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Tony Davis is an Editor with Redgate Software, based in Cambridge (UK), specializing in databases, and especially SQL Server. He edits articles and writes editorials for both the and websites and newsletters, with a combined audience of over 1.5 million subscribers. You can sample his short-form writing at either his blog or his author page. As the editor behind most of the SQL Server books published by Red Gate, he spends much of his time helping others express what they know about SQL Server. He is also the lead author of the book, SQL Server Transaction Log Management. In his spare time, he enjoys running, football, contemporary fiction and real ale.

DevOps Dilemma

Published 14 February 2014 1:21 pm

The term ‘DevOps’ has been widely misunderstood because the different teams within any really substantial development project understand the work of the other teams so poorly. There will be several teams, including business analysts, technical architects (maybe), UX specialists, designers, testers, and developers. No development specialists, however, have until recently had the production environment firmly in mind when designing and developing their applications. Unfortunately, this causes problems for the team tasked with supporting the live application, especially as development teams move towards a culture of releasing applications ever more frequently.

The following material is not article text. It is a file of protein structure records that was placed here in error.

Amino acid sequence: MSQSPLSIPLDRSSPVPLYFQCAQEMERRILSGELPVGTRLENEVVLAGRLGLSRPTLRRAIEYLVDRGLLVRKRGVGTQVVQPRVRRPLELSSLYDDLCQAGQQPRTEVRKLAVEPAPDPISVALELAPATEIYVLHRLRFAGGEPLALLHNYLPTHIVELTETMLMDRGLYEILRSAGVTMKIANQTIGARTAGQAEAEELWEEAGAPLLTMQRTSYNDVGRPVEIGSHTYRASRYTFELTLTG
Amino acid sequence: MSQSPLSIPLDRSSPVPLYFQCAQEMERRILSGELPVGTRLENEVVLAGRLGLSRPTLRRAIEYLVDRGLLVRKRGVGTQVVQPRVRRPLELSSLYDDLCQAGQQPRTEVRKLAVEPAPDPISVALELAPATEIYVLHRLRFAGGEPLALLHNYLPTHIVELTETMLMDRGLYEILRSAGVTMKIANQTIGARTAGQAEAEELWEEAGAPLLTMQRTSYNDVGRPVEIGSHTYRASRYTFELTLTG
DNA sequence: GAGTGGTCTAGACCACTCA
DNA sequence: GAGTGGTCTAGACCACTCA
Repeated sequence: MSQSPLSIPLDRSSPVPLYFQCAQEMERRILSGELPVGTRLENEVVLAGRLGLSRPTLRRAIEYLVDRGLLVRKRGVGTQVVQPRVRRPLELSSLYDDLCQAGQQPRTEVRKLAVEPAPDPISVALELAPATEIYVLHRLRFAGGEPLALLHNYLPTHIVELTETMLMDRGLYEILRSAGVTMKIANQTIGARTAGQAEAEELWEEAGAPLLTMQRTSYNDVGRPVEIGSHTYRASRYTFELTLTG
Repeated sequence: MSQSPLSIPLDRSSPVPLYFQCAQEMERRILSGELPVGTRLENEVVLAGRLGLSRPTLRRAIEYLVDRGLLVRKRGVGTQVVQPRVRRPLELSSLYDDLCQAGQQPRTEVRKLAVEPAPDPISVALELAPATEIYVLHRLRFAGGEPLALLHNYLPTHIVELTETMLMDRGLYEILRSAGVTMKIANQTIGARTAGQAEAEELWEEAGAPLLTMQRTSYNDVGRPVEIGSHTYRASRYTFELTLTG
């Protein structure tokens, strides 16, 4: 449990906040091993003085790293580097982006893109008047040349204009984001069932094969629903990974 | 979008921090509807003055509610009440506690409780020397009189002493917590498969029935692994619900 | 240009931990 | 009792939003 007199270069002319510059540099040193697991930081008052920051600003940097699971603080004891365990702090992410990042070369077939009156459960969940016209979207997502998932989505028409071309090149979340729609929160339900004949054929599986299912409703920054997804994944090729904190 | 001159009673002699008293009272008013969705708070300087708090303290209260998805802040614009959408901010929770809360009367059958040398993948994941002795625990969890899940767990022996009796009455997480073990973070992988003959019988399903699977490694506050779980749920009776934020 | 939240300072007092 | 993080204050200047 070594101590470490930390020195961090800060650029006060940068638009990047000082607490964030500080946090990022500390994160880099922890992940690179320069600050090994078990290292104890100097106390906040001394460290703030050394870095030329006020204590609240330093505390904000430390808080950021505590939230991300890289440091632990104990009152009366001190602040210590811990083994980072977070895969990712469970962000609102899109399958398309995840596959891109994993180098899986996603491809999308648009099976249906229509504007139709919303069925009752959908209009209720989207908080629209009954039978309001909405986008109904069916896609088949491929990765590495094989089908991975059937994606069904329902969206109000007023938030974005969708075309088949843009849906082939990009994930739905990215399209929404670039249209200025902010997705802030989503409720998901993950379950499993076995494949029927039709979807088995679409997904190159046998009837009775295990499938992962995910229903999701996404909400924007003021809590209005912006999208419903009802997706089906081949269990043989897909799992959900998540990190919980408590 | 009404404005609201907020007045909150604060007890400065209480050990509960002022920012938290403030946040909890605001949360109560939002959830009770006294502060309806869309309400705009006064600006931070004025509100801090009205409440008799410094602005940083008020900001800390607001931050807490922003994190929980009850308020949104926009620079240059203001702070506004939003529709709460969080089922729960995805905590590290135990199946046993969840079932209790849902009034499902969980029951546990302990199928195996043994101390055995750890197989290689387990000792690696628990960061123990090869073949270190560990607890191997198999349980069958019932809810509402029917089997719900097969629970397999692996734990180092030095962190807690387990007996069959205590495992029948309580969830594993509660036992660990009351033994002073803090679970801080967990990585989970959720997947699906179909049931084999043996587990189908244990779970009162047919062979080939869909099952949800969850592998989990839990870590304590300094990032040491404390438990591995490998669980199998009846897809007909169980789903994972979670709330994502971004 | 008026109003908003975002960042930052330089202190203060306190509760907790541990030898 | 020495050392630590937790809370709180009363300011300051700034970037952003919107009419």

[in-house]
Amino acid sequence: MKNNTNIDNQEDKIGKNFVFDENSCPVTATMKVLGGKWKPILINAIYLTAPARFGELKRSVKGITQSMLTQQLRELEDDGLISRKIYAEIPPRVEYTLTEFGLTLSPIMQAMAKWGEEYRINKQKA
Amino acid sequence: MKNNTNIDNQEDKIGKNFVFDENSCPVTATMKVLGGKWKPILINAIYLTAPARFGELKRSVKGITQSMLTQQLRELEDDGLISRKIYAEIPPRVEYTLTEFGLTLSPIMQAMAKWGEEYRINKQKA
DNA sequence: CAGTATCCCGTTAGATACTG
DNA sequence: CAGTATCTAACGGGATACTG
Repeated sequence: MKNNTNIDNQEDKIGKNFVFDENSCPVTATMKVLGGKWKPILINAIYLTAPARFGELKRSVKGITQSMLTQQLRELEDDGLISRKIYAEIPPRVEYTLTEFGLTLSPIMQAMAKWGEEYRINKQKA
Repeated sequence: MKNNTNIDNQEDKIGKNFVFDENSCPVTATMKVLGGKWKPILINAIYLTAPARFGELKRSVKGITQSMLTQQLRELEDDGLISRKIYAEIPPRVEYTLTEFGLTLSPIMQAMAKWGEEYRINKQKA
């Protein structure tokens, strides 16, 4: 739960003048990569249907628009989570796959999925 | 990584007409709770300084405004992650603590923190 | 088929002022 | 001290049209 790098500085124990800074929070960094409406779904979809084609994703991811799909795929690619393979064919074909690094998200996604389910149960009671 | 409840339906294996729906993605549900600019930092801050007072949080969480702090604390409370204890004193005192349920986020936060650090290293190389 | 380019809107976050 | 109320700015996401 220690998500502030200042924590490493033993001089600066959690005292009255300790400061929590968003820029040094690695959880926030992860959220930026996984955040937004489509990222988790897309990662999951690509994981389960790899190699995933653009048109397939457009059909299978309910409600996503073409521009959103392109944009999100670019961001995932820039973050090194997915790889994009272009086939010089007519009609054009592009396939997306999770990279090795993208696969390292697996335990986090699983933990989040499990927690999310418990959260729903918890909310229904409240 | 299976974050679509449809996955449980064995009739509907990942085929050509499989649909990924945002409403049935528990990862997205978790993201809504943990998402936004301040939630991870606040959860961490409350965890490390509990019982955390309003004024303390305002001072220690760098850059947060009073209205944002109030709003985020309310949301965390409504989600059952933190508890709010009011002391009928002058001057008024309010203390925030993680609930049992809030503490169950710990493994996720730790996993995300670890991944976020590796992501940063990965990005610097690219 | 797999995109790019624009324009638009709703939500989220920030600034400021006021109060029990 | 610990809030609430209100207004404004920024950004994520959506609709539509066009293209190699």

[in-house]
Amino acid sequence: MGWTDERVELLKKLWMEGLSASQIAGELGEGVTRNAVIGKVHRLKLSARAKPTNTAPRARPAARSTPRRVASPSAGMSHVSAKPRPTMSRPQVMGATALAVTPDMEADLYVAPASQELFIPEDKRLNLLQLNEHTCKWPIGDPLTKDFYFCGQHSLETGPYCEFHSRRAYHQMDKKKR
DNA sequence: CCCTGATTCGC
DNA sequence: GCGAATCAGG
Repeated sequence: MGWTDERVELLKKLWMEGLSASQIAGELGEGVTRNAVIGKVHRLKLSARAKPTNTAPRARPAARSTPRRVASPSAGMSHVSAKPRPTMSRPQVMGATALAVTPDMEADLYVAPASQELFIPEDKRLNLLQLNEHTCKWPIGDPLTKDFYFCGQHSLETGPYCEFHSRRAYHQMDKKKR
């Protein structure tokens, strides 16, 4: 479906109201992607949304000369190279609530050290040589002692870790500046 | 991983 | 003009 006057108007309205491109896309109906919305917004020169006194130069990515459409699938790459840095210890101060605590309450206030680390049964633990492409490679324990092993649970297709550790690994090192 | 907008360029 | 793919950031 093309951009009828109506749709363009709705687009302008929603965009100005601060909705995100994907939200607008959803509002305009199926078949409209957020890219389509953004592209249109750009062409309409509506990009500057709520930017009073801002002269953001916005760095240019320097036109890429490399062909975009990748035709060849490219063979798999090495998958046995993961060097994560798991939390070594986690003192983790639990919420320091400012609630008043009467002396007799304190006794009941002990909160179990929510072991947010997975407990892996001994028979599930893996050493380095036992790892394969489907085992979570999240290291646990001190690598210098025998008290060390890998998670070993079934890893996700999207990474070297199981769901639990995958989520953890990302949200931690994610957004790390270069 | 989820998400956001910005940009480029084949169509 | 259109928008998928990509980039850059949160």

The DevOps grassroots movement grew up from groups of operations people meeting to discuss the challenges of providing 24×7 support for business applications, subject to stringent SLAs, when those business applications, on the whole, lacked those qualities that allowed for uninterrupted service to meet those SLAs in production. The goal was to find ways to encourage developers to “think production” earlier in their development efforts. It aimed to promote the ideas, tools and automation that will allow developers to release software often, while retaining environmental stability, and the sanity of the Ops staff. The aim, in short, was to prevent nasty surprises and subsequent conflict as the time of software release approached.

It makes a lot of sense for Dev and Ops to cooperate in streamlining the application deployment process, but I don’t think DevOps means that these two separate skills should be merged into a multi-skilled development role. It is an unrealistic idea. Instead, surely, the devs work on their deployment processes so that they can deliver early and often, to a “production-like” environment. The Ops are able to ‘work upstream’ and identify the coming changes that might cause issues way before they are due to hit production. They can then advise on whole range of issues that will derail the whole process if discovered at the eleventh hour. More important, they can contribute to solving the more ‘cultural’ issues such as instrumentation, the types of performance, resilience, and scalability testing that minimizes production risks, and support-documentation that will help them support the application effectively when it goes live.